How 5 Women Overcame Their Biggest Phobias

By Nicole Pajer
Reviewed by Rebecca Thurston, Ph.D.
September 22, 2023

Are you afraid of spiders? Hate to stand near the edge of a cliff? Terrified of public speaking? You’re not alone. An estimated 12.5 percent of American adults experience a phobia at some point in their lives, according to the National Institute of Mental Health.

4 Ways to Overcome a Phobia

The good news is that “fears can be conquered, even later in life,” says Puja Aggarwal, M.D., a board-certified neurologist in Orlando, Florida. Aggarwal shares four strategies for overcoming fear:

  1. Identify your phobia. Name it and recognize it.
  2. Write about it. Record how you feel about your fears and its impact on you. Jot down alternative thoughts you’d like to have about your fear or phobia.
  3. Visualization with relaxation. Relax your body through progressive muscle relaxation or another method. Visualize yourself facing your phobia. Can you face that thing you’re afraid of? What would that look like? Visualize yourself living without your phobia. What might that version of your life look like? How would you feel? Can you calm your body as you do this? Keep breathing. Practicing relaxation with visualization can decouple the body’s fear response from the object of your fear and make it easier to face in real life.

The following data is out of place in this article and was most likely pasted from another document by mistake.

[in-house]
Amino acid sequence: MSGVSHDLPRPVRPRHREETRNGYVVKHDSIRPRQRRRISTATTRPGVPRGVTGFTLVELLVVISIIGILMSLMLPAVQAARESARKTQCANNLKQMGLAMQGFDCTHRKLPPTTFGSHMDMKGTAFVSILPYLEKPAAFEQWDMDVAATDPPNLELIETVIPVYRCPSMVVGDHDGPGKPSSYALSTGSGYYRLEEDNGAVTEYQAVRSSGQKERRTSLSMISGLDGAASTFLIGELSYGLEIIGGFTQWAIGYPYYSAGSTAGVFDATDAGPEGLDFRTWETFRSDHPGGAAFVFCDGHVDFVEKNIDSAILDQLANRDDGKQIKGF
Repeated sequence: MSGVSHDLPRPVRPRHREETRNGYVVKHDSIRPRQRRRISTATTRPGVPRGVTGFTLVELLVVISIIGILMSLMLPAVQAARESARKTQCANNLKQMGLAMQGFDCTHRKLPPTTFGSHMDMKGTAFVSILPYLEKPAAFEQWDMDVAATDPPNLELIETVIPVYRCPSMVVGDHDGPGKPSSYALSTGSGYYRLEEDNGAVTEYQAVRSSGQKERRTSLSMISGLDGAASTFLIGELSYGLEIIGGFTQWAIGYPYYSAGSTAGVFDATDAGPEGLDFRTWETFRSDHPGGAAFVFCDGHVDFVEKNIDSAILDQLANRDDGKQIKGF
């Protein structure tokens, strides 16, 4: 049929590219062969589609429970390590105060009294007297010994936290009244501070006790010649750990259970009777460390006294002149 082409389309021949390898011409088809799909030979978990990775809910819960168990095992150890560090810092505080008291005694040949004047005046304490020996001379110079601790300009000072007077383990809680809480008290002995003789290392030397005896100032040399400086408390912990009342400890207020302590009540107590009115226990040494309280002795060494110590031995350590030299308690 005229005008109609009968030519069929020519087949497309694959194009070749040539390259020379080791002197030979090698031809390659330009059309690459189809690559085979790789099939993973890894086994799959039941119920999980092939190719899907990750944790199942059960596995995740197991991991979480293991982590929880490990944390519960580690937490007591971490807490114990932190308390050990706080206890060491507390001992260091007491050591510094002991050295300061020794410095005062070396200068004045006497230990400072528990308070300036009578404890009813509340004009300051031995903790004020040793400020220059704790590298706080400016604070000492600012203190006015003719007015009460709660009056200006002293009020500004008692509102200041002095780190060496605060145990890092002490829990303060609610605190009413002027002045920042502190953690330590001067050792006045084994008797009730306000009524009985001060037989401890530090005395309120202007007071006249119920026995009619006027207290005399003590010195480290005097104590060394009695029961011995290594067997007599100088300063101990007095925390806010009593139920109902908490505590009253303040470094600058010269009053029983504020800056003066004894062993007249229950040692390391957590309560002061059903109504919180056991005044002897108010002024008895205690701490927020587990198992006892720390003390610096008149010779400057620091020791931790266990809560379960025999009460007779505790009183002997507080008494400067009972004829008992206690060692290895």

4. Seek out the help of a therapist. Look for a licensed mental health professional who specializes in helping people overcome phobias. You may also want to consider attending a support group that’s led by a therapist who’s professionally trained to educate around specific phobias and fears.

You have more choice in the matter than you may think. “Developing the awareness that most of the time fears are about knowing the difference you make in your head, and whether or not to react or respond to them, is an important factor that can be a simple place to start,” says Catherine Lenard, a life coach and author of Your Divine Riches: Your How To Guide for Creating the Life You Want.

5 Phobias Conquered by Women in Midlife—and How They Did It

Ready to be inspired to ditch your fear and move on? Here, five women share the fears they overcame in midlife.

1. Fear of Elevators

For as far back as she can remember, Sally Gibson, 57, of Reading, England, was terrified of using “the lift” (elevators).

“It was to the point where I would choose to go up or down a huge number of steps and be gasping for breath at the end just to avoid using them,” she recalls. Sally thinks her fears began with a slight claustrophobia. “The thought of being stuck and left in such an enclosed space still makes me shiver,” she says.